St Luke’s, Sedona, Arizona, USA

St Luke's, Sedona, Arizona, USA


Info and corrections →

Mystery Worshipper:
Church: St Luke's
Location: Sedona, Arizona, USA
Date of visit: Friday, 10 April 2009, 9:00am

The building

A low, flat building with terraced bell tower and wide projecting eaves supported by posts, in the Spanish mission style. The church sits in a pleasant walled garden with fountains, shrubbery and benches. The grounds offer a splendid view of the uniquely beautiful Sedona landscape. The interior is plain and tiny, with white walls, a wood beam ceiling, clear glass windows, and a small eastward facing altar. The altar bore a paisley frontal and held two unlit candles and a crucifix hidden beneath a purple cloth. The tabernacle door stood open, revealing the empty interior.

The church

St Luke's was founded in 1987 as a response to (quoting from their website) "the instability and conflict" within the Episcopal Church "promulgated by its denial of Biblical morality and the opening up of its ordained ministry to ill-equipped and/or ineligible men and women." They believe that "a misunderstanding of the call to corporate worship" is "at the very core of the problem plaguing the Church today." They celebrate two masses each Sunday using the 1928 Prayer Book, a said mass and a solemn high mass. I could find no mention anywhere of church activities, outreaches or ministries. From what I can gather from their website, St Luke's is the cathedral and sole member church of the Anglican Diocese of Arizona, which is "not active" but "stands ready for the day when God will bring his people together more fully."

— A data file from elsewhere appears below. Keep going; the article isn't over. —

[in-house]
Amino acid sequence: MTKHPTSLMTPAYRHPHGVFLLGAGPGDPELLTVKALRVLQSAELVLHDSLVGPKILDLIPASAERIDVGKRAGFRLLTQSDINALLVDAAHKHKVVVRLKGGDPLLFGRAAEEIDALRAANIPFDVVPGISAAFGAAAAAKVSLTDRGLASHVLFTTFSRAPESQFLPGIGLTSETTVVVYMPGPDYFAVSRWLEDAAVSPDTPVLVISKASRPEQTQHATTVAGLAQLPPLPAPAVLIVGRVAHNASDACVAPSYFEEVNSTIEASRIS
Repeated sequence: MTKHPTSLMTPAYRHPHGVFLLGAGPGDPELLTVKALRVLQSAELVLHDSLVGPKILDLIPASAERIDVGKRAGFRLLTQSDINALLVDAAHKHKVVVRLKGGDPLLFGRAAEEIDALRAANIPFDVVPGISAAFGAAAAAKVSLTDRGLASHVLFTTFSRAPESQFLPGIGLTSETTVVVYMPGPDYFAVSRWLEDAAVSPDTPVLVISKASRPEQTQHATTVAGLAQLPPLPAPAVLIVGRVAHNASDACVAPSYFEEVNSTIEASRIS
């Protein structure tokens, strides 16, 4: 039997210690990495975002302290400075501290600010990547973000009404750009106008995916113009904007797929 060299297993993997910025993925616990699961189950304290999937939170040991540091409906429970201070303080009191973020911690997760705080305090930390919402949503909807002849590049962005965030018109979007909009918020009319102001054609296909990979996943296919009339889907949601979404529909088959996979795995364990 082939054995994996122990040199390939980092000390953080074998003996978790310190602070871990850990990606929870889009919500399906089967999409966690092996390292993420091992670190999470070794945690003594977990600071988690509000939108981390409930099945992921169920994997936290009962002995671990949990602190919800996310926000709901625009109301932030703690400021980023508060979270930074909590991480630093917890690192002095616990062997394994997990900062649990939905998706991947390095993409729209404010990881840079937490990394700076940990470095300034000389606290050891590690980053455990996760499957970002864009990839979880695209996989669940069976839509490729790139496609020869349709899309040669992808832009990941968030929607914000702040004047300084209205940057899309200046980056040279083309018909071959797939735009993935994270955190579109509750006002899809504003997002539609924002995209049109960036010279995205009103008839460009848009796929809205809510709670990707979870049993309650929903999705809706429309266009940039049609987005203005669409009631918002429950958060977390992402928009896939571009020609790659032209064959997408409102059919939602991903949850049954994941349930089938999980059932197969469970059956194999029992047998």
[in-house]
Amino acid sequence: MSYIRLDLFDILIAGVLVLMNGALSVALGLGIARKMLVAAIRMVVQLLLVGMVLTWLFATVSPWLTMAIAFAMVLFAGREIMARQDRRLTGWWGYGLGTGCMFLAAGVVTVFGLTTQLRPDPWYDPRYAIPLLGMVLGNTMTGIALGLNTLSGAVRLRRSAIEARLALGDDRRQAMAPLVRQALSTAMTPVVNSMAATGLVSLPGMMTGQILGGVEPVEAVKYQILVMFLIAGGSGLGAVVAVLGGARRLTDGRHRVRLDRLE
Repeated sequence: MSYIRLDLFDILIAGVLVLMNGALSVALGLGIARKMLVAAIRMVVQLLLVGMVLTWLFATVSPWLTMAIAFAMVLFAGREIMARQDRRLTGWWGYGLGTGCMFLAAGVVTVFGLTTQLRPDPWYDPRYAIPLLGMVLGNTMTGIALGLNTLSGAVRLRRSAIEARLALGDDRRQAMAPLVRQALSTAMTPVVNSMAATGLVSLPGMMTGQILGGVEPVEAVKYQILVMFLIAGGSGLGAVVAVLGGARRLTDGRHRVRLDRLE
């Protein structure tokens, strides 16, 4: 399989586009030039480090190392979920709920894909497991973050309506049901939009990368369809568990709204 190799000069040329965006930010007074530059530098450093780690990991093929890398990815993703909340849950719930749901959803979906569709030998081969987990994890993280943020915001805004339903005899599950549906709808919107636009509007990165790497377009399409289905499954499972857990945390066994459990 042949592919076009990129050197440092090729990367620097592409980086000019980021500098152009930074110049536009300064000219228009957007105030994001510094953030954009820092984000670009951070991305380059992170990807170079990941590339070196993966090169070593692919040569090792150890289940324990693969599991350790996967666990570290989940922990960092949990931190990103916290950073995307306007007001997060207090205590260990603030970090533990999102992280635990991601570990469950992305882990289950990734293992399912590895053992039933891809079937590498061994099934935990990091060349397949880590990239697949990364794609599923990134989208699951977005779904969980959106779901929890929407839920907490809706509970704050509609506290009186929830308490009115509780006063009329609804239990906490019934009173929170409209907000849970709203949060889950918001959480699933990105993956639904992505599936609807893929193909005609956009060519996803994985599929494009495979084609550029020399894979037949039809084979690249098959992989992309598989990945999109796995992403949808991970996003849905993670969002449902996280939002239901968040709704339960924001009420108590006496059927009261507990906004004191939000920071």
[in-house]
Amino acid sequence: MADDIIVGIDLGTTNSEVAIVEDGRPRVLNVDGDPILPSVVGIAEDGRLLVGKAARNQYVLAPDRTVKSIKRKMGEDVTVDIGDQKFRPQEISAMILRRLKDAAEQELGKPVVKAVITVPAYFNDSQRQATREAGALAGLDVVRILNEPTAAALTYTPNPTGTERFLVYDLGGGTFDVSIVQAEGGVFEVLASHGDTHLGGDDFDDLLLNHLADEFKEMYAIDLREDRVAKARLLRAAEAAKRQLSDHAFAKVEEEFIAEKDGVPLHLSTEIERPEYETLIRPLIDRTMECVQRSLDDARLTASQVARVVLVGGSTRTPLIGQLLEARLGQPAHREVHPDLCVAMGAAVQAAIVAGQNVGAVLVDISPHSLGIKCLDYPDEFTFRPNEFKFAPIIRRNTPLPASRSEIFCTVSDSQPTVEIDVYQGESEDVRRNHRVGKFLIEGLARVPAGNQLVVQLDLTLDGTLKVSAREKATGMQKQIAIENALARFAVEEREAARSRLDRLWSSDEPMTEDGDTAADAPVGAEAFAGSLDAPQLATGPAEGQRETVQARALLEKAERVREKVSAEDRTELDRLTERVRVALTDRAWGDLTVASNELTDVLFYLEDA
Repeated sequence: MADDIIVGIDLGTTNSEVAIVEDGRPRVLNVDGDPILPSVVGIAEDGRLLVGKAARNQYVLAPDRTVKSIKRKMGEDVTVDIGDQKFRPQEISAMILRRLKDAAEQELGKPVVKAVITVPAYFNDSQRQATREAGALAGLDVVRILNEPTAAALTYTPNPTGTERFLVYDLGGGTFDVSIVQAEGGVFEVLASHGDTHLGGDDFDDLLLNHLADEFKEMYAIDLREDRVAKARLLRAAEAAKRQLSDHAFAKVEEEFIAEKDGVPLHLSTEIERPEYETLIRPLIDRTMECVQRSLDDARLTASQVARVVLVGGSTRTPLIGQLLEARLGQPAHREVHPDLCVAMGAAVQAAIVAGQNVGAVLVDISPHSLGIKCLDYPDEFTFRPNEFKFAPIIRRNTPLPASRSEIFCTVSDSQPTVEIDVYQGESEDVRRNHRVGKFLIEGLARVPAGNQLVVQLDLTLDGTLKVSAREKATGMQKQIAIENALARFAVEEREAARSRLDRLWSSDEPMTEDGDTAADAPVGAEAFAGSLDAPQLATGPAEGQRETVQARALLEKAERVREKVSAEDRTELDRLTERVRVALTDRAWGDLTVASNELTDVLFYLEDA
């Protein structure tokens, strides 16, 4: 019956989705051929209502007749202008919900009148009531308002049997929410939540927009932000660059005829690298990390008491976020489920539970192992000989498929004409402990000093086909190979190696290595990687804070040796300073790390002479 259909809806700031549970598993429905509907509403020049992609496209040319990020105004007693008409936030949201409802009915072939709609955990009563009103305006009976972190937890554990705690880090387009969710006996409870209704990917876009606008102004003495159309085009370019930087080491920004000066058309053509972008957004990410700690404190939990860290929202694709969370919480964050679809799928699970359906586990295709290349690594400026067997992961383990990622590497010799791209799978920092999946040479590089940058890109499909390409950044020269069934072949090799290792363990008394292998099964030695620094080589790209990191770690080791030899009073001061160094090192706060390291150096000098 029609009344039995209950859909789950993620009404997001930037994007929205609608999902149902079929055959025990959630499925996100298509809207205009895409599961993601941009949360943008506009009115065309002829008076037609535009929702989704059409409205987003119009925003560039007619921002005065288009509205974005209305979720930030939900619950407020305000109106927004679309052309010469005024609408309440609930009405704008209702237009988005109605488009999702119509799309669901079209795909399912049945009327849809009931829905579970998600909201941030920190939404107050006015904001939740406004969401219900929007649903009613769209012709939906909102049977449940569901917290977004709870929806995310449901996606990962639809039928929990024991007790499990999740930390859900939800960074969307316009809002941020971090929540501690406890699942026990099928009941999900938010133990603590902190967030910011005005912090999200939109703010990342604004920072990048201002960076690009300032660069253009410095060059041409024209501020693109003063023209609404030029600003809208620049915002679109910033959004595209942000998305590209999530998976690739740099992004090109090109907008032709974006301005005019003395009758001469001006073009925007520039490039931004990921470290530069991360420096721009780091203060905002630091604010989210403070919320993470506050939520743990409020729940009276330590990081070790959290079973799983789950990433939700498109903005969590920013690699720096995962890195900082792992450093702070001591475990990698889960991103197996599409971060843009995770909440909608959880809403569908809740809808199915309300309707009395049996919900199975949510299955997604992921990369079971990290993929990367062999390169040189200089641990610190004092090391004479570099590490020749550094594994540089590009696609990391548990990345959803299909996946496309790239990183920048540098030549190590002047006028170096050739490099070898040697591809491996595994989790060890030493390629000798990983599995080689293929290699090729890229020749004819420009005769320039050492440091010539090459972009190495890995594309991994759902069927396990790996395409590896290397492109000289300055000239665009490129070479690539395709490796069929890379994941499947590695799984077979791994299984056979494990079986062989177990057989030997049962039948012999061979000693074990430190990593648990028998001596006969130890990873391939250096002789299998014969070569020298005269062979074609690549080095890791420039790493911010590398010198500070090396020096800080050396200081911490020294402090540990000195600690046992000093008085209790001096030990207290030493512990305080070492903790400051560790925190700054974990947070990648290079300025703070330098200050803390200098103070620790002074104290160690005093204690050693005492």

The neighborhood

Sedona is a city in central Arizona about 25 miles south of Flagstaff. The area is famous for its stunning array of sandstone formations that glow in brilliant orange and red when illuminated by the rising or setting sun. Many people have called Sedona the most beautiful place on earth. The city and its environs are said to be rich in spiritual vortexes, a good discussion of which can be found here. The locals have a saying: "God may have created the Grand Canyon, but he lives in Sedona." In addition to God, many entertainment celebrities maintain homes there, including Al Pacino, Johnny Depp, Madonna and Nicolas Cage, as well as Lucille Ball, Orson Welles and Walt Disney in years gone by.